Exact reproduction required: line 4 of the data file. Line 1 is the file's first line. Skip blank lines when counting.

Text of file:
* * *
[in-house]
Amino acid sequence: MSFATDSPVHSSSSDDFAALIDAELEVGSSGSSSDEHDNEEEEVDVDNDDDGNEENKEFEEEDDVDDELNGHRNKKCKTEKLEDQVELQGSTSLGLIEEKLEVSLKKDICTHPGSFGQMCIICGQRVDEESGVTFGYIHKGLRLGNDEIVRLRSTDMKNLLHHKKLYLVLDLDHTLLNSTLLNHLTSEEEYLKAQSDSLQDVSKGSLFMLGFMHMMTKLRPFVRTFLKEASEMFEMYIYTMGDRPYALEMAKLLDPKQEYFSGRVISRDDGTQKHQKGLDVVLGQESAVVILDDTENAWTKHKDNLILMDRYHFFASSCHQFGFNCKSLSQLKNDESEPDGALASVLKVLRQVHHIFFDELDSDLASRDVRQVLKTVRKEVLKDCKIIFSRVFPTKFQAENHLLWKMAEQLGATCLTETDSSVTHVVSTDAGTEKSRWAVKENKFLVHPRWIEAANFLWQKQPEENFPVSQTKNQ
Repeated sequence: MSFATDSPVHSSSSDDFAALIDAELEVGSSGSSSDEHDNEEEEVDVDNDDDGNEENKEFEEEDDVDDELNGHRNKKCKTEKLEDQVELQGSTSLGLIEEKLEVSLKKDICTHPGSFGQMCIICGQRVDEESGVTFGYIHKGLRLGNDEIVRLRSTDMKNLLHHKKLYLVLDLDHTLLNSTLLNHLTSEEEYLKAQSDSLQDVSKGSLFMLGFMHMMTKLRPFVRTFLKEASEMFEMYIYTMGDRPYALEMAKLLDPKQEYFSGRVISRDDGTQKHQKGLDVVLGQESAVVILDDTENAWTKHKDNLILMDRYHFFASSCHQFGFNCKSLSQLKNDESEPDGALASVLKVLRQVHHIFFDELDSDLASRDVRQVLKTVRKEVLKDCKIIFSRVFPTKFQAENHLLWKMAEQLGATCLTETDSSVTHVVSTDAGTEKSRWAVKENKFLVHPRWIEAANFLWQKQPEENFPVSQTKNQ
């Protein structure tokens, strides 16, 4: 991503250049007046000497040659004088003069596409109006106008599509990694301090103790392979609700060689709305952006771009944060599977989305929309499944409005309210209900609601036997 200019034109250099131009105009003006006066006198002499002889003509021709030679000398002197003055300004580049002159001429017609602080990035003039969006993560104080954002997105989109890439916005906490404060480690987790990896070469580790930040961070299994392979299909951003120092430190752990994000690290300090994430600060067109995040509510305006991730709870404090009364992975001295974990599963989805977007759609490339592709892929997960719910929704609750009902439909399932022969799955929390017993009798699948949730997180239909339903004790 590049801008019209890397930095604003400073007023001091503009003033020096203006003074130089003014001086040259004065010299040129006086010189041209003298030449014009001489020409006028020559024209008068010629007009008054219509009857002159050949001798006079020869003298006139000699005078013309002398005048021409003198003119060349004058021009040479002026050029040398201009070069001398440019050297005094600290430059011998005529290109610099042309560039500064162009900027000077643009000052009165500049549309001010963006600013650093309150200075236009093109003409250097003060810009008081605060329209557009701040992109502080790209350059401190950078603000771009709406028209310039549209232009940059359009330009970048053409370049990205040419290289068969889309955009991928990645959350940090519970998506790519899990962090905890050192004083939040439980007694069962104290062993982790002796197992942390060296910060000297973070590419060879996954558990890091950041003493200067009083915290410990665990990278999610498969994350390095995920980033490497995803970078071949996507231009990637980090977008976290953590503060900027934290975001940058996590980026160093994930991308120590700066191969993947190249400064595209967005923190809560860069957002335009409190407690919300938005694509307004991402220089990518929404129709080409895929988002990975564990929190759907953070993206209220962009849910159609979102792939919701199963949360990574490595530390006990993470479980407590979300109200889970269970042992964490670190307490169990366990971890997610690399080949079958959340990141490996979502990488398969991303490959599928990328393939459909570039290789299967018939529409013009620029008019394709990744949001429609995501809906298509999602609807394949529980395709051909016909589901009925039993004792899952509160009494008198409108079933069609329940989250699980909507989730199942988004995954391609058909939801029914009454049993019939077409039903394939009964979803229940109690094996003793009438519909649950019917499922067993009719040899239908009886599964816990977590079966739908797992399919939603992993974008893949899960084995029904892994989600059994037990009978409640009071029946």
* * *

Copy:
């Protein structure tokens, strides 16, 4: 991503250049007046000497040659004088003069596409109006106008599509990694301090103790392979609700060689709305952006771009944060599977989305929309499944409005309210209900609601036997 200019034109250099131009105009003006006066006198002499002889003509021709030679000398002197003055300004580049002159001429017609602080990035003039969006993560104080954002997105989109890439916005906490404060480690987790990896070469580790930040961070299994392979299909951003120092430190752990994000690290300090994430600060067109995040509510305006991730709870404090009364992975001295974990599963989805977007759609490339592709892929997960719910929704609750009902439909399932022969799955929390017993009798699948949730997180239909339903004790 590049801008019209890397930095604003400073007023001091503009003033020096203006003074130089003014001086040259004065010299040129006086010189041209003298030449014009001489020409006028020559024209008068010629007009008054219509009857002159050949001798006079020869003298006139000699005078013309002398005048021409003198003119060349004058021009040479002026050029040398201009070069001398440019050297005094600290430059011998005529290109610099042309560039500064162009900027000077643009000052009165500049549309001010963006600013650093309150200075236009093109003409250097003060810009008081605060329209557009701040992109502080790209350059401190950078603000771009709406028209310039549209232009940059359009330009970048053409370049990205040419290289068969889309955009991928990645959350940090519970998506790519899990962090905890050192004083939040439980007694069962104290062993982790002796197992942390060296910060000297973070590419060879996954558990890091950041003493200067009083915290410990665990990278999610498969994350390095995920980033490497995803970078071949996507231009990637980090977008976290953590503060900027934290975001940058996590980026160093994930991308120590700066191969993947190249400064595209967005923190809560860069957002335009409190407690919300938005694509307004991402220089990518929404129709080409895929988002990975564990929190759907953070993206209220962009849910159609979102792939919701199963949360990574490595530390006990993470479980407590979300109200889970269970042992964490670190307490169990366990971890997610690399080949079958959340990141490996979502990488398969991303490959599928990328393939459909570039290789299967018939529409013009620029008019394709990744949001429609995501809906298509999602609807394949529980395709051909016909589901009925039993004792899952509160009494008198409108079933069609329940989250699980909507989730199942988004995954391609058909939801029914009454049993019939077409039903394939009964979803229940109690094996003793009438519909649950019917499922067993009719040899239908009886599964816990977590079966739908797992399919939603992993974008893949899960084995029904892994989600059994037990009978409640009071029946």